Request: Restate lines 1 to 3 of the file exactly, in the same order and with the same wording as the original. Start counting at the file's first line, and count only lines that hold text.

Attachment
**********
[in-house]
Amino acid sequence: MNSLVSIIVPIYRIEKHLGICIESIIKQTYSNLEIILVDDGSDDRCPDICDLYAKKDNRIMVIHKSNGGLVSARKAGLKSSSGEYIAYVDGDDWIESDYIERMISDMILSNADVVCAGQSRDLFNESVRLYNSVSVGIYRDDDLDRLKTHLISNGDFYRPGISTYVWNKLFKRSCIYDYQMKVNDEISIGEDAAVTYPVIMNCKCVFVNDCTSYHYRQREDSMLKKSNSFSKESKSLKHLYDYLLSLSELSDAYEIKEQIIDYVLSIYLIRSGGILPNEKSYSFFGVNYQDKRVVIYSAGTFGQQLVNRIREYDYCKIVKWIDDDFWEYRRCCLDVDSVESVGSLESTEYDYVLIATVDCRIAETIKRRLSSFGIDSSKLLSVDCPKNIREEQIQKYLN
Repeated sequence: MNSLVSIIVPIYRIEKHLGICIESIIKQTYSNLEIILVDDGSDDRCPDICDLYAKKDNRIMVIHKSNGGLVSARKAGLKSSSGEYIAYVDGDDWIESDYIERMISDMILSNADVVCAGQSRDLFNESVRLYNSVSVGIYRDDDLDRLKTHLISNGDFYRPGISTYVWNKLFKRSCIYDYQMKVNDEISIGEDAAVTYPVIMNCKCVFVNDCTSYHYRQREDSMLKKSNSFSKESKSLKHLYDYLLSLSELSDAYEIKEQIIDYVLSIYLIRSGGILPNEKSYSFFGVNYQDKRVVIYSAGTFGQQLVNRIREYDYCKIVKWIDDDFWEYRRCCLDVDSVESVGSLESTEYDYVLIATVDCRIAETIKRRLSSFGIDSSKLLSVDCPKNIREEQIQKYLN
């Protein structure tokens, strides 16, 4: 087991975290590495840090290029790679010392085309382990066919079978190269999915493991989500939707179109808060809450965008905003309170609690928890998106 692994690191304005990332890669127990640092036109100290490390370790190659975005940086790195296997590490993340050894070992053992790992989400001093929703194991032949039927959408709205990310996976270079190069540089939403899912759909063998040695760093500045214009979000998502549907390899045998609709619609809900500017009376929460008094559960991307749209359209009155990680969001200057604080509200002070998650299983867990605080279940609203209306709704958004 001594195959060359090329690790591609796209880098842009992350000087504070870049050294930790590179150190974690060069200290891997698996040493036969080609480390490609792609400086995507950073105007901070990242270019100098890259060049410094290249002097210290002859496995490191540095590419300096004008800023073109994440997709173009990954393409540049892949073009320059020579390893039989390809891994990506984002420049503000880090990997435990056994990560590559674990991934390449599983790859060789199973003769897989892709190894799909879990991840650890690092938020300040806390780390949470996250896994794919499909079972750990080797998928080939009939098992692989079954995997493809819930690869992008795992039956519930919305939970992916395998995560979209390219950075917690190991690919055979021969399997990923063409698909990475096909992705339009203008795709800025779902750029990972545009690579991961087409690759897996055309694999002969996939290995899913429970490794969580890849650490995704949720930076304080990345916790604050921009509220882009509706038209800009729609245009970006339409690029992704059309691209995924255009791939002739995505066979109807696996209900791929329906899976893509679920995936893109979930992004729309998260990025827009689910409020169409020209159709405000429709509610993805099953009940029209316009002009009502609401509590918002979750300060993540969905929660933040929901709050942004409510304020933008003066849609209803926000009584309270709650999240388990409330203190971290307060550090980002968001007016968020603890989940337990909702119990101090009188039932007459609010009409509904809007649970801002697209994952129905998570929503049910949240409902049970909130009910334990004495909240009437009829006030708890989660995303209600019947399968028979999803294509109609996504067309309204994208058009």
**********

[in-house]
Amino acid sequence: MNSLVSIIVPIYRIEKHLGICIESIIKQTYSNLEIILVDDGSDDRCPDICDLYAKKDNRIMVIHKSNGGLVSARKAGLKSSSGEYIAYVDGDDWIESDYIERMISDMILSNADVVCAGQSRDLFNESVRLYNSVSVGIYRDDDLDRLKTHLISNGDFYRPGISTYVWNKLFKRSCIYDYQMKVNDEISIGEDAAVTYPVIMNCKCVFVNDCTSYHYRQREDSMLKKSNSFSKESKSLKHLYDYLLSLSELSDAYEIKEQIIDYVLSIYLIRSGGILPNEKSYSFFGVNYQDKRVVIYSAGTFGQQLVNRIREYDYCKIVKWIDDDFWEYRRCCLDVDSVESVGSLESTEYDYVLIATVDCRIAETIKRRLSSFGIDSSKLLSVDCPKNIREEQIQKYLN
Repeated sequence: MNSLVSIIVPIYRIEKHLGICIESIIKQTYSNLEIILVDDGSDDRCPDICDLYAKKDNRIMVIHKSNGGLVSARKAGLKSSSGEYIAYVDGDDWIESDYIERMISDMILSNADVVCAGQSRDLFNESVRLYNSVSVGIYRDDDLDRLKTHLISNGDFYRPGISTYVWNKLFKRSCIYDYQMKVNDEISIGEDAAVTYPVIMNCKCVFVNDCTSYHYRQREDSMLKKSNSFSKESKSLKHLYDYLLSLSELSDAYEIKEQIIDYVLSIYLIRSGGILPNEKSYSFFGVNYQDKRVVIYSAGTFGQQLVNRIREYDYCKIVKWIDDDFWEYRRCCLDVDSVESVGSLESTEYDYVLIATVDCRIAETIKRRLSSFGIDSSKLLSVDCPKNIREEQIQKYLN